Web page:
Providing New Yorkers with greater access to U and T visa certifications has been one of Mayor de Blasio’s efforts to protect and strengthen New York City’s immigrant communities by encouraging undocumented immigrants to come forward and report crimes that have frequently gone unreported due to fear of deportation from the U.S.

In order to obtain a U visa, a petitioner is required to provide USCIS with a certification from a law enforcement agency confirming that a qualifying crime has occurred and that the victim was helpful, is being helpful, or is likely to be helpful in the investigation. To obtain a T visa, victims have the option to submit a law enforcement agency endorsement that the individual was a victim of human trafficking. Certification is not required in the T visa process, but does give significant weight to the victim’s application. Certification of both the U and T visa does not automatically confer visa status. Only USCIS may issue a U or T visa.

There is no statute of limitations for when a crime occurred or was reported and the signing of the U or T visa certification, nor does a crime have to be previously reported to qualify for certification.
In addition to the Commission, the New York Police Department, the borough District Attorney’s Offices, the Law Department, the Administration for Children’s Services, HRA’s Adult Protective Services also issue U and T visa certifications.

Under the current administration, we do not know if U and T visas will continue to exist, and if so, the number that will be available every fiscal year.

We will keep you abreast of developments concerning the U and T visas, if any, right here on this blog.

Travel Ban Update: Ninth Circuit Court Refused Emergency Government Request to Resume Implementation of the Trump Administration Executive Order


As many of you know, on February 3, 2017, the United States District Court for the Western District of Washington (Judge Hobart) issued a temporary restraining order impacting the Trump Administration Executive Order issued on January 27, 2017 (Executive Order). The temporary restraining order temporarily stopped the federal government from barring the issuance of visas to, and entry of into the US, individuals based on the fact that they are from the countries of Iran, Iraq, Libya, Somalia, Sudan, Syria, and Yemen.

The very next day, on February 4, 2017, the Trump Administration filed an emergency motion for administrative stay and motion for stay pending appeal with the United States Court of Appeals for the Ninth Circuit (Ninth Circuit). That same day, the Ninth Circuit denied the Administration’s motion for an immediate administrative stay. Additionally, the Ninth Circuit required filings to be submitted for review by the parties (the States of Washington and Minnesota, and the federal government). Though the stay was temporary, a stay is granted when there’s a likelihood of success on the merits.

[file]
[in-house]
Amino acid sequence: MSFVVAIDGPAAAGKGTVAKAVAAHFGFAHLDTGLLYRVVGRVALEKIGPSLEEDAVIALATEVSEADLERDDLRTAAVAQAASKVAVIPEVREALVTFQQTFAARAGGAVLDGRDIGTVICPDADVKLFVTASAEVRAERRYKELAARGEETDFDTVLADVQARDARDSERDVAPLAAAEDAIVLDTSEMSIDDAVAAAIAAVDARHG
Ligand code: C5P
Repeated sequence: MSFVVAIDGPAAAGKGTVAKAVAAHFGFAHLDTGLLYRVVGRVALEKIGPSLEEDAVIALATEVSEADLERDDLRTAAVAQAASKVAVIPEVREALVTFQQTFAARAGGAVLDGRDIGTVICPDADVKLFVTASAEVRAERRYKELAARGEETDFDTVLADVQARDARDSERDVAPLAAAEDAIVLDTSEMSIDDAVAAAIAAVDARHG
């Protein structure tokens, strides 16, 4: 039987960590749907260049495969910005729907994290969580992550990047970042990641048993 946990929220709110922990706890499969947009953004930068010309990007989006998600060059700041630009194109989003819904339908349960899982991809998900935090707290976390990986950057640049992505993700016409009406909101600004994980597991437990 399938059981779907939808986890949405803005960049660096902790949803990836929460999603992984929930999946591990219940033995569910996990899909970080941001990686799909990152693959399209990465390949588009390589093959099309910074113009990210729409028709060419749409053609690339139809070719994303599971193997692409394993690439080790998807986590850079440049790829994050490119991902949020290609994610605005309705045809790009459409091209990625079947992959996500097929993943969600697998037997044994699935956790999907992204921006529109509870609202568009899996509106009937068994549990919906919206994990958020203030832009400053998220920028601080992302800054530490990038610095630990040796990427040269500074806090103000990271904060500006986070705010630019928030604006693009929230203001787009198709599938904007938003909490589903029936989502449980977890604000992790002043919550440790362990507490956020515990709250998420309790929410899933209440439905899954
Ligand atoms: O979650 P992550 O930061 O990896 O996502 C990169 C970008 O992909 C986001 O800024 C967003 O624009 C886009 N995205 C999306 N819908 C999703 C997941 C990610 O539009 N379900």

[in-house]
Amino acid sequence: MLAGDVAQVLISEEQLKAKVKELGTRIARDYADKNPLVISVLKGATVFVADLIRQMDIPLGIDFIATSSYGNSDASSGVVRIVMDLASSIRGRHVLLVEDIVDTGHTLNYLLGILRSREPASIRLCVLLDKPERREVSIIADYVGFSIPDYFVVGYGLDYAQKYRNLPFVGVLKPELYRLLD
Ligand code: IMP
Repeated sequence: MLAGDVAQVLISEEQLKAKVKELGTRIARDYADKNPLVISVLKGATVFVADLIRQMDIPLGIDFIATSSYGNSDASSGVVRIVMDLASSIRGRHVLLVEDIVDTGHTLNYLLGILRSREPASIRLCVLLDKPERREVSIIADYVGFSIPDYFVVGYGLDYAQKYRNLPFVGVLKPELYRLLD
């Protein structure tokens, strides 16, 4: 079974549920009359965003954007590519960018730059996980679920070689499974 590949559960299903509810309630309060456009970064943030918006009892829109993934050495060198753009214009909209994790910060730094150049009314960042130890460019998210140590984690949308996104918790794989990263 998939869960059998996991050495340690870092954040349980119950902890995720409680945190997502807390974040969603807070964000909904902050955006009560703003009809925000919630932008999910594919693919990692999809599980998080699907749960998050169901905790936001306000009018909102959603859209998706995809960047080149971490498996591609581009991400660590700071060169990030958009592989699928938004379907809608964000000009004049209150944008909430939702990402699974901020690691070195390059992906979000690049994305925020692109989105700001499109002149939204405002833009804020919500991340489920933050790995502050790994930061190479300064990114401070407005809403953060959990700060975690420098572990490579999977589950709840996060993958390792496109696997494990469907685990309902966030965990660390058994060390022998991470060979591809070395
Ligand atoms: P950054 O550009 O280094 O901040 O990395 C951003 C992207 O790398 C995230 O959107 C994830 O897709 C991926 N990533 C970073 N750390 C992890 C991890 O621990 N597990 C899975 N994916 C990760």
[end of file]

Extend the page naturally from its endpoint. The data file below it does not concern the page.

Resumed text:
As a result of that stay:

• The US Department of State confirmed that all provisionally revoked visas (60,000 of them!) as a result of the Executive Order have been reversed and are valid for travel.

• Individuals from the seven affected countries may enter the U.S. while we await a ruling from the Court.

• Customs and Border Protection has also confirmed to the American Immigration Lawyers Association (AILA) that individuals whose visas were physically cancelled last week in response to the Executive Order will not need to apply for a new visa, provided there were no other eligibility issues, and will be asked to complete Form I-193 (Waiver of Visa or Passport Requirement) on application for admission.

Meanwhile, the Trump Administration has itself revised the Executive Order, explaining:

• Green Card holders are not covered by the Executive Order.
• Dual Citizens with a passport from an affected country and non-affected country will be treated as citizens of the non-affected country.
• Iraqis with Special Immigrant Visas are no longer covered by the Executive Order.

And then on February 9, 2017, a three-judge panel of the Ninth Circuit ruled that Judge Hobart’s earlier restraining order should remain in effect. The three judges, two Democratic appointees and one appointed by a Republican, unanimously said the administration had not shown an urgent need to have the order go into effect immediately.

By contrast, the panel said that the two states that had challenged the ban had shown that some of their residents would be harmed by having their right to travel cut off.

The court faulted the federal government for failing to present evidence that the ban was needed for national security, opining, “The Government has pointed to no evidence that any alien from any of the countries named in the Order has perpetrated a terrorist attack in the United States.”

The court also stated that the states were likely to succeed in their due process claim, noting that the due process protections provided under the Constitution apply not only to citizens, but to all ‘aliens’ in the country, as well as ‘certain aliens attempting to re-enter the United States after traveling abroad.’
We’ll keep you posted about further developments right on this blog.

Transgender and Gender Non-Conforming Communities in Housing, Employment and Public Spaces enjoy strong protections in New York City

The New York City Commission on Human Rights has issued guidance that sets forth what constitutes gender identity and gender expression discrimination pursuant to the New York City Human Rights Law.

As per the Commission, examples of violations of the New York City Human Rights Law on the basis of gender identity and expression include:
–“Intentionally failing to use an individual’s preferred name, pronoun or title. For example, repeatedly calling a transgender woman “him” or “Mr.” when she has made it clear that she prefers female pronouns and a female title.